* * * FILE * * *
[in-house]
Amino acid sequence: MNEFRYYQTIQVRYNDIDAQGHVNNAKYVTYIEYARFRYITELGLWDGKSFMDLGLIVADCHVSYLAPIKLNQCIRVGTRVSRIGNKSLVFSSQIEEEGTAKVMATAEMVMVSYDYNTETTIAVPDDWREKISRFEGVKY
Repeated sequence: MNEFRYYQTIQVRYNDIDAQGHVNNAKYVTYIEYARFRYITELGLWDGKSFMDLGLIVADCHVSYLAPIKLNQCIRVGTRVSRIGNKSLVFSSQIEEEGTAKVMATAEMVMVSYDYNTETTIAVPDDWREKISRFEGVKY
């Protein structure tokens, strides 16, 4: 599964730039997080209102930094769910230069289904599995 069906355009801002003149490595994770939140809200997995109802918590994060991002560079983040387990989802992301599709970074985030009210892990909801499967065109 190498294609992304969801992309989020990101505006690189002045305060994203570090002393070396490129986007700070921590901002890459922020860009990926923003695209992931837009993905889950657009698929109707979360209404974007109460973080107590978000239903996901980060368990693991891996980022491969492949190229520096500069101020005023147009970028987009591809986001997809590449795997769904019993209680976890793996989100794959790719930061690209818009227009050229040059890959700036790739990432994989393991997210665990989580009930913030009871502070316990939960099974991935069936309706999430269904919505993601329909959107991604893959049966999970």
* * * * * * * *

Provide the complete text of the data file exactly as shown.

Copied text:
[in-house]
Amino acid sequence: MNEFRYYQTIQVRYNDIDAQGHVNNAKYVTYIEYARFRYITELGLWDGKSFMDLGLIVADCHVSYLAPIKLNQCIRVGTRVSRIGNKSLVFSSQIEEEGTAKVMATAEMVMVSYDYNTETTIAVPDDWREKISRFEGVKY
Repeated sequence: MNEFRYYQTIQVRYNDIDAQGHVNNAKYVTYIEYARFRYITELGLWDGKSFMDLGLIVADCHVSYLAPIKLNQCIRVGTRVSRIGNKSLVFSSQIEEEGTAKVMATAEMVMVSYDYNTETTIAVPDDWREKISRFEGVKY
């Protein structure tokens, strides 16, 4: 599964730039997080209102930094769910230069289904599995 069906355009801002003149490595994770939140809200997995109802918590994060991002560079983040387990989802992301599709970074985030009210892990909801499967065109 190498294609992304969801992309989020990101505006690189002045305060994203570090002393070396490129986007700070921590901002890459922020860009990926923003695209992931837009993905889950657009698929109707979360209404974007109460973080107590978000239903996901980060368990693991891996980022491969492949190229520096500069101020005023147009970028987009591809986001997809590449795997769904019993209680976890793996989100794959790719930061690209818009227009050229040059890959700036790739990432994989393991997210665990989580009930913030009871502070316990939960099974991935069936309706999430269904919505993601329909959107991604893959049966999970």